The Bye Bye Man
The Bye Bye Man is the kind of film that is so boring and bereft of anything of possible interest that it becomes infuriating.
Every time I see a Winnebago motor home, I have the same fantasy as the hero of "Lost in America." In my dream, I quit my job, sell everything I own, buy the Winnebago and hit the open road. Where do I go? Look for me in the weather reports. I'll be parked by the side of a mountain stream, listening to Mozart on Compact Discs. All I'll need is a wok and a paperback.
In "Lost in America," Albert Brooks plays an advertising executive in his 30s who realizes that dream. He leaves his job, talks his wife into quitting hers, and they point their Winnebago down that long, lonesome highway. This is not, however a remake of "The Long, Long Trailer." Brooks puts a different spin on things.
For example, when movie characters leave their jobs, it's usually because they've been fired, they've decided to take an ethical stand or the company has gone broke. Only in a movie by Brooks would the hero quit to protest a "lateral transfer" to New York. There's something intrinsically comic about that: He's taking a stand, all right, but it's a narcissistic one. He's quitting because he wants to stay in Los Angeles, he thinks he deserves to be named vice president and he doesn't like the traffic in New York.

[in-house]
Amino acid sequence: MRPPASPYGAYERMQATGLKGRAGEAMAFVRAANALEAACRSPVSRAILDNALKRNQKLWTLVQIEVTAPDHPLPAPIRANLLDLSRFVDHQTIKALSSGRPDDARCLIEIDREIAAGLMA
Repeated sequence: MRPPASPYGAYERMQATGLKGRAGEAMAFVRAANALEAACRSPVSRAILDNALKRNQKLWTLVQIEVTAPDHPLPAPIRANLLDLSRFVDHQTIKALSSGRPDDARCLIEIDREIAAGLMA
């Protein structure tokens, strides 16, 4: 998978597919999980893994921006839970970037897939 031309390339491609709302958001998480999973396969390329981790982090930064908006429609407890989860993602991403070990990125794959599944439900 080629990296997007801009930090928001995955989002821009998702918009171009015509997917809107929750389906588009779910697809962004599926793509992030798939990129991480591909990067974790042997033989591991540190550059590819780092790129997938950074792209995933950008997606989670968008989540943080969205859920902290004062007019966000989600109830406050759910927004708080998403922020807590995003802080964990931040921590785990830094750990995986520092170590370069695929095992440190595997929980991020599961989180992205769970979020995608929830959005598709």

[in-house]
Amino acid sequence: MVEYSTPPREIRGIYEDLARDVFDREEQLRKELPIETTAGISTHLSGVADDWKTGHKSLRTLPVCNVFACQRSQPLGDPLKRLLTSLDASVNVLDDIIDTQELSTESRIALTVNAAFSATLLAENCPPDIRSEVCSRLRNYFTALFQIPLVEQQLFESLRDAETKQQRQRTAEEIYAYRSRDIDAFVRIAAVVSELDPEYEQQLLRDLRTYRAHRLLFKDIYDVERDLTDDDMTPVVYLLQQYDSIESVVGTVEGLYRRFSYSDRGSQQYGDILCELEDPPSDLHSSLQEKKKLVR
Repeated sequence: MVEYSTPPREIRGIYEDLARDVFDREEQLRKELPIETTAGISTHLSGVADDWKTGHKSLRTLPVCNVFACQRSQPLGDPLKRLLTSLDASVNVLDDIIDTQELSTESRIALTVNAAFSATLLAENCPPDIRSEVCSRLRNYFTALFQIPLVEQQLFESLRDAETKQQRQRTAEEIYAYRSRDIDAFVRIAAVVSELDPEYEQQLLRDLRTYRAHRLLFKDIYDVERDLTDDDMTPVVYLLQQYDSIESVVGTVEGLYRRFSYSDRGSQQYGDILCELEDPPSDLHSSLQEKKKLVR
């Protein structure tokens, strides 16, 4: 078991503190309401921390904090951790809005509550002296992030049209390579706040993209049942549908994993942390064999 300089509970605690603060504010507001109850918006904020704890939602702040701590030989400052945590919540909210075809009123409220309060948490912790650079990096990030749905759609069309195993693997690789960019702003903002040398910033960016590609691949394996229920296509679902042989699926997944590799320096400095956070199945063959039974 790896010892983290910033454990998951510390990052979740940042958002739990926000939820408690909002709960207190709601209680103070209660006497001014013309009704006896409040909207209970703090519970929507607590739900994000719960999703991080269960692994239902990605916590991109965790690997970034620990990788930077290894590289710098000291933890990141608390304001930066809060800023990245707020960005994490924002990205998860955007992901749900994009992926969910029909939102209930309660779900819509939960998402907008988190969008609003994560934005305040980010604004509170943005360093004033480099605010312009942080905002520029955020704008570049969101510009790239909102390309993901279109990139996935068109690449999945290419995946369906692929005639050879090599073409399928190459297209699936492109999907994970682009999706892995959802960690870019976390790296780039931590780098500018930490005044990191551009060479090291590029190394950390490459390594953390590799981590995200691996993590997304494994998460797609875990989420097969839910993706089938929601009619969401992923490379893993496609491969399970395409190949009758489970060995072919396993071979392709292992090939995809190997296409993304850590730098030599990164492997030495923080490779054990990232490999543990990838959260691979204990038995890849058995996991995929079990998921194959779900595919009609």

"Lost in America" is being called a yuppie comedy, but it's really about the much more universal subjects of greed, hedonism and panic. What makes it so funny is how much we can identify with it. Brooks plays a character who is making a lot of money, but not enough; who lives in a big house, but is outgrowing it; who drives an expensive car, but not a Mercedes-Benz; who is a top executive, but not a vice president. In short, he is a desperate man, trapped by his expectations.